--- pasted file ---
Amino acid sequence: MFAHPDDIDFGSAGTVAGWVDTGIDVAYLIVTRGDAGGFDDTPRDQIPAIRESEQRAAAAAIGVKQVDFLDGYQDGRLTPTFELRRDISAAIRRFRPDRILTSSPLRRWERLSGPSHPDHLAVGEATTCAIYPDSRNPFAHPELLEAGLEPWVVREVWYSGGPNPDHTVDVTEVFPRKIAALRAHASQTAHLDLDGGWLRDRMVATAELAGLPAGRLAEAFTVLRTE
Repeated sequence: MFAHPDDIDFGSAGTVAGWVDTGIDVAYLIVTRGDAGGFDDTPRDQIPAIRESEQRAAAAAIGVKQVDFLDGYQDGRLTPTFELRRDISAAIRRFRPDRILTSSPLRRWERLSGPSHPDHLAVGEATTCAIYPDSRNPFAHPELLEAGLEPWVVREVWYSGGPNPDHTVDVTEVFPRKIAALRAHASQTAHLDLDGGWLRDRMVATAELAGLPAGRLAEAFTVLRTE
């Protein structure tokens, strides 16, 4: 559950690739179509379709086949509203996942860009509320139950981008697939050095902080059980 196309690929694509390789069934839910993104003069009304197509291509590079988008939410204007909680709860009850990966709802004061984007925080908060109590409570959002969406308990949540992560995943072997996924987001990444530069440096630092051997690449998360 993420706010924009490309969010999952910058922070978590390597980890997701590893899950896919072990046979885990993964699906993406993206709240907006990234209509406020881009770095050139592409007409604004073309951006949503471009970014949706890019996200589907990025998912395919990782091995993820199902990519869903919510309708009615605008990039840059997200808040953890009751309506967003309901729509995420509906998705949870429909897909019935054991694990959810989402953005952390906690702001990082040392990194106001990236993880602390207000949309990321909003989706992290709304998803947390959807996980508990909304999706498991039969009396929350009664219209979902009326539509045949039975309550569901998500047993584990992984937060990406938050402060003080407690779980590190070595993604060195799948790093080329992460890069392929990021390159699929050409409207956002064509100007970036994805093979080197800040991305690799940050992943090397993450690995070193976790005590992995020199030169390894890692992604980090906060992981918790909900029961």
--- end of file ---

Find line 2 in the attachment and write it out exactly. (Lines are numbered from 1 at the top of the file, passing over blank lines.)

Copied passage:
Repeated sequence: MFAHPDDIDFGSAGTVAGWVDTGIDVAYLIVTRGDAGGFDDTPRDQIPAIRESEQRAAAAAIGVKQVDFLDGYQDGRLTPTFELRRDISAAIRRFRPDRILTSSPLRRWERLSGPSHPDHLAVGEATTCAIYPDSRNPFAHPELLEAGLEPWVVREVWYSGGPNPDHTVDVTEVFPRKIAALRAHASQTAHLDLDGGWLRDRMVATAELAGLPAGRLAEAFTVLRTE